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General Washington to Joseph Reed



Cambridge, February 26, 1776.

DEAR SIR: We have, under many difficulties, on account of hard frozen ground, completed our work on Lechmere' s Point. We have got some heavy pieces of ordnance placed there, two platforms fixed for mortars, and every thing for any offensive operation. Strong guards are now mounted there, and at Cobble-Hill.

About ten days ago the severe freezing weather formed some pretty strong ice from Dorchester to Boston-Neck, and from Roxbury to the Common. This, I thought, knowing the ice could not last, a favourable opportunity to make an assault upon the troops in town. I proposed it in Council; but behold, though we had been waiting all the year for this favourable event, the enterprise was thought too dangerous. Perhaps it was; perhaps the irksomeness of my situation led me to undertake more than could be warranted by prudence. I did not think so, and I am sure yet, that the enterprise, if it had been undertaken with resolution, must have succeeded; without it, any would fail; but it is now at an end, and I am preparing to take post on Dorchester-Heights to try if the enemy will be so kind as to come out to us. Ten regiments of Militia, you must know, had come in to strengthen my hands for offensive measures; but what I have said respecting the determinations in Council, and the possessing of Dorchester-Point, is spoken under the rose. I am, &c˙,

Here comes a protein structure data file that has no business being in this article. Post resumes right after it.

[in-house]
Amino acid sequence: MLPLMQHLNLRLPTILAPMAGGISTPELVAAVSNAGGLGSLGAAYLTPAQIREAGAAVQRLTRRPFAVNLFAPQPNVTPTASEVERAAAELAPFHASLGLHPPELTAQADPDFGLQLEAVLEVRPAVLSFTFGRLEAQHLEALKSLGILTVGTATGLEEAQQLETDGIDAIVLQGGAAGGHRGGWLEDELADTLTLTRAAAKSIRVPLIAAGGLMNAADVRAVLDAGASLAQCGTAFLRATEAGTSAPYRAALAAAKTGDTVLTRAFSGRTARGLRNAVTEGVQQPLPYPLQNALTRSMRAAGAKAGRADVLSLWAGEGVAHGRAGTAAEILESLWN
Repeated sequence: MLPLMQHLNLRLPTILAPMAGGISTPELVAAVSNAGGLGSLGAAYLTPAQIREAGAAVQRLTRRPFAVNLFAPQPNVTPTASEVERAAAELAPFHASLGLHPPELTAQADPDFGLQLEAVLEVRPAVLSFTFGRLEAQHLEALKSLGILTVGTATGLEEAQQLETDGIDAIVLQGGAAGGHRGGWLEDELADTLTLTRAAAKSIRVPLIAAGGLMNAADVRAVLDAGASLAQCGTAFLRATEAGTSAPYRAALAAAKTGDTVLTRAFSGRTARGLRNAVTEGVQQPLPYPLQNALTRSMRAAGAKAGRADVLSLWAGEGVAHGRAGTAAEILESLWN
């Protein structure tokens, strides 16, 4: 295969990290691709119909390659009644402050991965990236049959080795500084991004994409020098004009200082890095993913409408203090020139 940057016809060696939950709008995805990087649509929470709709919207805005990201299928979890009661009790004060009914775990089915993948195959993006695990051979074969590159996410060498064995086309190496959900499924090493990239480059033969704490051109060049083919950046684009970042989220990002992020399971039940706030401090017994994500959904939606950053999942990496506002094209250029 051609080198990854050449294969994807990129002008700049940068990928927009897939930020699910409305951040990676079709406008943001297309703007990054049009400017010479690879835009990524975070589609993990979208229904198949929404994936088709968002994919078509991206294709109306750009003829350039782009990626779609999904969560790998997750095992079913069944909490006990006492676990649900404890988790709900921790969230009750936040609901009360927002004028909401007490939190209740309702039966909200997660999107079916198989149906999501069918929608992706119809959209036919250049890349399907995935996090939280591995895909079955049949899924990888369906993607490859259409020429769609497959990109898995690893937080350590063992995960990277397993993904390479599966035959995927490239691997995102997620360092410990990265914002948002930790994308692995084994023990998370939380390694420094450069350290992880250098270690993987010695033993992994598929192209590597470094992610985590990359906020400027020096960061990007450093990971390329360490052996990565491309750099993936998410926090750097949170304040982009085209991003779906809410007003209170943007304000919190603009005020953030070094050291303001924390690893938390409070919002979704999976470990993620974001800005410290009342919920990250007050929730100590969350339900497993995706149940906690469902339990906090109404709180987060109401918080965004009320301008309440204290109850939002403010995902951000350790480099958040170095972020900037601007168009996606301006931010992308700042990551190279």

To Joseph Reed.